Photoreactive products can also aggravate existing skin problems like eczema, herpes, psoriasis and acne, and can inflame scar tissue. They can also precipitate or worsen autoimmune diseases, such as lupus erythematosus and rheumatoid arthritis, in which the body's immune system mistakenly destroys itself.
This type of reaction appears as a rash or reddened area of skin, sometimes with blistering or swelling. It is caused by a change in one's immune system (which can be due to any one of many different factors), and the symptoms appear every time the skin is exposed to sunlight. In photoallergic reactions, which generally occur due to medications applied to the skin, UV light may structurally change the drug (a light-induced chemical reaction) causing the skin to produce antibodies. The result is an allergic reaction. (An example of this type of allergic reaction would be a reaction to poison ivy, although the poison ivy problem is not light based.) Symptoms can appear within 20 seconds after sun exposure, but can also be delayed - one photoallergic reaction documented in a medical magazine on Contact Dermatitis took three months to develop. (That was a reaction to a topical NSAID - Non Steroidal Anti Inflammatory Drug - called Suprofen, not approved for use in the USA.) /p>
Phototoxic reactions, which do not affect the body's immune system, are more common than photoallergic reactions. These reactions can occur in response to injected, oral or topically applied medications. Phototoxic reactions look and feel like an extreme sunburn. They are usually the result of a reaction between a certain chemical (medicines, shampoos, etc.) and sunlight.
In a phototoxic reaction, the drug(s) absorb the energy from UV light and releases the energy into the skin, causing skin cell damage or death. The reason occurs from within a few minutes to several hours after UV light exposure. Though sunburn-like symptoms appear only on the parts of the body exposed to UV radiation, resulting skin damage can persist, with or without continuing exposure to UV rays. In some cases, people exposed to photoallergens may continue to have phototoxic skin eruptions up to 20 years after discontinuing use of the offending product, even though they avoided further exposure to the photoallergens. Yeouch!
Because drug induced photosensitivity disorder symptoms mimic sunburns, rashes and allergic reactions, many cases go unreported. Also, although research has shown that the numbers of photosensitized individuals may be high, most people do not associate the sun's light with the development of their skin eruptions.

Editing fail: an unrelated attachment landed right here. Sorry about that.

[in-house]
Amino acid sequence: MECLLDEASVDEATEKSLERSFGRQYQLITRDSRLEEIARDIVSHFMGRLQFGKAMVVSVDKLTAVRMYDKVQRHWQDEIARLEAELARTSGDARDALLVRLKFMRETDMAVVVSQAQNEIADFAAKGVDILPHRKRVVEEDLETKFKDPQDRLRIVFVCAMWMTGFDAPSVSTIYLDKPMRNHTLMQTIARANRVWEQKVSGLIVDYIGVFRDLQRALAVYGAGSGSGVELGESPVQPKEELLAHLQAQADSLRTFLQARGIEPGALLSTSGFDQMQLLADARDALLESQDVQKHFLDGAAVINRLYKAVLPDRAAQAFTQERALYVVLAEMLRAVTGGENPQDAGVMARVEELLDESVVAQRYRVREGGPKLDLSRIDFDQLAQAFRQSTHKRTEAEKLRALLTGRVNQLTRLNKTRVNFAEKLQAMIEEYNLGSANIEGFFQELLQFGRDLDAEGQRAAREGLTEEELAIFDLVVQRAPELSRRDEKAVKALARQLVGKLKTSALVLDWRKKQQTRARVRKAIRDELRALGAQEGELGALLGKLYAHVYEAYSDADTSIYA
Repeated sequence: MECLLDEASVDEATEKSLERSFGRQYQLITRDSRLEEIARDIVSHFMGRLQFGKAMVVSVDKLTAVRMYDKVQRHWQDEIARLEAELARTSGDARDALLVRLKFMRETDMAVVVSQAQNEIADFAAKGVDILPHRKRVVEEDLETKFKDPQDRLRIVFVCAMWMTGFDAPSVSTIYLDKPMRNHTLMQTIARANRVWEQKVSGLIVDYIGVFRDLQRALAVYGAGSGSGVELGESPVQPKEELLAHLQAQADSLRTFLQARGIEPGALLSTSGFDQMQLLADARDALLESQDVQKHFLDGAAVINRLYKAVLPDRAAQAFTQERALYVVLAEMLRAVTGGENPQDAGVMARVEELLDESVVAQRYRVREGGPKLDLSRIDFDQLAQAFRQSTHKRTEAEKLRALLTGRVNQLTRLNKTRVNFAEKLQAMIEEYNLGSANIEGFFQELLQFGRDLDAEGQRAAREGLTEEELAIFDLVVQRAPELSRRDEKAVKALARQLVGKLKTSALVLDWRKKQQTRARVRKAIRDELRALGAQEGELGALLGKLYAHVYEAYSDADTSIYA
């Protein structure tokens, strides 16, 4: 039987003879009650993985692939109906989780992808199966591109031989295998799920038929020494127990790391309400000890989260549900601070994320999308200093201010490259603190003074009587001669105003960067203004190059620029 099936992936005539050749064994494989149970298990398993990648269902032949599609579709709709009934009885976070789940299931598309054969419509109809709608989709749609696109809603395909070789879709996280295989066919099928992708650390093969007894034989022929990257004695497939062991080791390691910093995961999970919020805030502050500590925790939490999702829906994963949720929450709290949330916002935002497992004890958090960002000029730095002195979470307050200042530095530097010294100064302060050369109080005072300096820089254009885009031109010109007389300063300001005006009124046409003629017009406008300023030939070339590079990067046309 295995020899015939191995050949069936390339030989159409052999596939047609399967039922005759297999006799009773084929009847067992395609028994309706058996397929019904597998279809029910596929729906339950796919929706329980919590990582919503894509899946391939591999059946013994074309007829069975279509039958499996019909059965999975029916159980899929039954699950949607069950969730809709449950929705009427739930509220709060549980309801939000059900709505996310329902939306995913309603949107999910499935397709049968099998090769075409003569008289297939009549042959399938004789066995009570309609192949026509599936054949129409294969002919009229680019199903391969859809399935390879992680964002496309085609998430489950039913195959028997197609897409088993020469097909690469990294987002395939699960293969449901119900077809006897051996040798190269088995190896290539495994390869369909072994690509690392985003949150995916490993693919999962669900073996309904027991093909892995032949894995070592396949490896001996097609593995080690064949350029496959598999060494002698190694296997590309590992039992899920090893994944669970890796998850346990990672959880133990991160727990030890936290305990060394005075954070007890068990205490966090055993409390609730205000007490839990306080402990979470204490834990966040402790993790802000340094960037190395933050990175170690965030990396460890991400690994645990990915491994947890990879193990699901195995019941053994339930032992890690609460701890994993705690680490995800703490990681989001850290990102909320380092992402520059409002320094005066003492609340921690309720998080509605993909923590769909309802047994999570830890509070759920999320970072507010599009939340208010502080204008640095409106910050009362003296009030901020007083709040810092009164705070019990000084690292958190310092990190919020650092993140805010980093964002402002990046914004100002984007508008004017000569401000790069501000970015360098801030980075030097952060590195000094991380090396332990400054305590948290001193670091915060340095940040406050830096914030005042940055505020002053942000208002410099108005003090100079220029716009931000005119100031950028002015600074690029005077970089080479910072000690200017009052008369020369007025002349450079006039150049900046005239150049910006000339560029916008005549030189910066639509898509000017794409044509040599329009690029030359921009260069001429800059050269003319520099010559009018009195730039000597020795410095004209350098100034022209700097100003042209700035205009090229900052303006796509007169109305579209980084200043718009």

This is a a condition of abnormal sensitivity to light (i.e., the amount of light entering the eye); usually, the iris is unable to constrict enough to reduce the light entering the eye to a comfortable level. . This condition is normally a symptom of associated disorders or disease (e.g., corneal inflammation, aphakia, iritis, or ocular albinism). Some drugs and/or poisons also can cause photophobia by causing pupil dilation (notably, amphetamines and antihistamines, cannabis and cocaine, atropine, scopolamine, mydriotics and cycloplegics (these are drugs used to dilate the pupils during an eye exam - Mydriatics only dilate the pupils; cycloplegics dilate the pupils and paralyze the muscles used in accommodation - photophobia is a temporary condition following the use of these drugs and lasts until the drug wears off, usually several hours) and strychnine). Sometimes glasses with anti-reflective coatings will help - but not always! I tried anti-reflective coatings on a pair of new glasses, and it only made the problem worse. Anti-reflective coatings (at least from this particular company) reduce the glare seen on your lens, that's all. If your photophobia is triggered by glare, then it may help. If your photophobia is due to purely the amount of light, then it will only make the problem worse because it reduces the glare by allowing more light through the lens.
Photophobia can be the body's way of attempting to let the eye heal after a recent injury, as well, see "Corneal Abrasion" in the physical conditions section.
FWIW, I don't particularly agree with "photoPHOBIA" as an accurate term - just because something hurts doesn't necessarily mean a person is afraid of it. But I don't expect the medical community to change this just because some "weird person" comes up with a reason not to use it. *laughs*